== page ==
HYDROCHLOROTHIAZIDE (hye droe klor oh THYE a zide) treats high blood pressure. It may also be used to reduce swelling related to heart, kidney, or liver disease. It helps your kidneys remove more fluid and salt from your blood through the urine. It belongs to a group of medications called diuretics.
What should I tell my care team before I take this medication?
They need to know if you have any of these conditions:
An unusual or allergic reaction to hydrochlorothiazide, sulfa drugs, other medications, foods, dyes, or preservatives
Pregnant or trying to get pregnant
How should I use this medication?
Take this medication by mouth. Take it as directed on the prescription label at the same time every day. You can take it with or without food. If it upsets your stomach, take it with food. Keep taking it unless your care team tells you to stop.
Talk to your care team about the use of this medication in children. While it may be prescribed for children as young as newborns for selected conditions, precautions do apply.
What if I miss a dose?
If you miss a dose, take it as soon as you can. If it is almost time for your next dose, take only that dose. Do not take double or extra doses.
What may interact with this medication?
Medications for blood pressure
Medications for diabetes
Medications that relax muscles for surgery
Steroid medications like prednisone or cortisone
What side effects may I notice from receiving this medication?
Side effects that you should report to your care team as soon as possible:
Allergic reactions—skin rash, itching, hives, swelling of the face, lips, tongue, or throat
Dehydration—increased thirst, dry mouth, feeling faint or lightheaded, headache, dark yellow or brown urine
Gout—severe pain, redness, warmth, or swelling in joints, such as the big toe
Kidney injury—decrease in the amount of urine, swelling of the ankles, hands, or feet
Low blood pressure—dizziness, feeling faint or lightheaded, blurry vision
Low potassium level—muscle pain or cramps, unusual weakness, fatigue, fast or irregular heartbeat, constipation
Sudden eye pain or change in vision such as blurred vision, seeing halos around lights, vision loss
Side effects that usually do not require medical attention (report to your care team if they continue or are bothersome):
Change in sex drive or performance
What should I watch for while using this medication?
Visit your health care provider for regular check-ups. Check your blood pressure as directed. Ask your health care provider what your blood pressure should be. Also, find out when you should contact him or her.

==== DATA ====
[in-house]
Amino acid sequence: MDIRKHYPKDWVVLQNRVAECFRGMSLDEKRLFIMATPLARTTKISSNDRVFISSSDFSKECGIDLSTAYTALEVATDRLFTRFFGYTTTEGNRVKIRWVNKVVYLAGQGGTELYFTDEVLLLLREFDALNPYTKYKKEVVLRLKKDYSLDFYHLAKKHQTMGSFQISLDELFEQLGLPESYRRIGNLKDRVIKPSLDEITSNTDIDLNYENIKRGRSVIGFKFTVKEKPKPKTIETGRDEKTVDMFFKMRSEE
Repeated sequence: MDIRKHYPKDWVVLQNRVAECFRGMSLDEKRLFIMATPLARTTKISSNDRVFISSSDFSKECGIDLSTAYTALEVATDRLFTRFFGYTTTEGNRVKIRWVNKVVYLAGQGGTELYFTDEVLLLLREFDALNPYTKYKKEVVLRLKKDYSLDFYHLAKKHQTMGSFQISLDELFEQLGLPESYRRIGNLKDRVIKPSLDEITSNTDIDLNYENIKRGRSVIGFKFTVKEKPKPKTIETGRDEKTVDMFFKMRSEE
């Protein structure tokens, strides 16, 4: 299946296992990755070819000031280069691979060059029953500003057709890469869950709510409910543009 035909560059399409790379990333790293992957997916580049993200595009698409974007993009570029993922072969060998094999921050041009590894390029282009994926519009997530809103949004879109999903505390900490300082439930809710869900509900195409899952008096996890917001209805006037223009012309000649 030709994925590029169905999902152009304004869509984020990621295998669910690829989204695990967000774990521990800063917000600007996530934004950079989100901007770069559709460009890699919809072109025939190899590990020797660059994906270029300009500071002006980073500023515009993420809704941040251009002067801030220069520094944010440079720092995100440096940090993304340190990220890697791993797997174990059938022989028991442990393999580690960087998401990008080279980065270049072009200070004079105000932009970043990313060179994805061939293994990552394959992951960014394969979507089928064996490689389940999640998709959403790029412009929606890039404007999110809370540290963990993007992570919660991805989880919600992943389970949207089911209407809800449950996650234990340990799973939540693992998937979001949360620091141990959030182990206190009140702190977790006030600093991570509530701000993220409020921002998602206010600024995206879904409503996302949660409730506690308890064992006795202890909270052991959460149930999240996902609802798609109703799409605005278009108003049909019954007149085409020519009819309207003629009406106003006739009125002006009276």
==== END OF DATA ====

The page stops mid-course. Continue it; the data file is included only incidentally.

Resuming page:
Do not treat yourself for coughs, colds, or pain while you are using this medication without asking your health care provider for advice. Some medications may increase your blood pressure.
You may get drowsy or dizzy. Do not drive, use machinery, or do anything that needs mental alertness until you know how this medication affects you. Do not stand or sit up quickly, especially if you are an older patient. This reduces the risk of dizzy or fainting spells. Alcohol can make you more drowsy and dizzy. Avoid alcoholic drinks.
Talk to your health care professional about your risk of skin cancer. You may be more at risk for skin cancer if you take this medication.
This medication can make you more sensitive to the sun. Keep out of the sun. If you cannot avoid being in the sun, wear protective clothing and use sunscreen. Do not use sun lamps or tanning beds/booths.
You may need to be on a special diet while taking this medication. Ask your health care provider. Also, find out how many glasses of fluids you need to drink each day.
Check with your health care provider if you get an attack of severe diarrhea, nausea and vomiting, or if you sweat a lot. The loss of too much body fluid can make it dangerous for you to take this medication.
This medication may increase blood sugar. Ask your healthcare provider if changes in diet or medications are needed if you have diabetes.
Where should I keep my medication?
Keep out of the reach of children and pets.
Store at room temperature between 20 and 25 degrees C (68 and 77 degrees F). Protect from light and moisture. Keep the container tightly closed. Do not freeze. Get rid of any unused medication after the expiration date.
To get rid of medications that are no longer needed or have expired:
Take the medication to a medication take-back program. Check with your pharmacy or law enforcement to find a location.
If you cannot return the medication, check the label or package insert to see if the medication should be thrown out in the garbage or flushed down the toilet. If you are not sure, ask your care team. If it is safe to put in the trash, empty the medication out of the container. Mix the medication with cat litter, dirt, coffee grounds, or other unwanted substance. Seal the mixture in a bag or container. Put it in the trash.
K Health articles are all written and reviewed by MDs, PhDs, NPs, or PharmDs and are for informational purposes only. This information does not constitute and should not be relied on for professional medical advice. Always talk to your doctor about the risks and benefits of any treatment.
This information is educational only and should not be construed as specific instructions for individual patients nor as a substitute for medical advice, diagnosis or treatment. Talk to your health care provider or pharmacist about the information and instructions. K Health assumes no liability for any use or reliance on this information.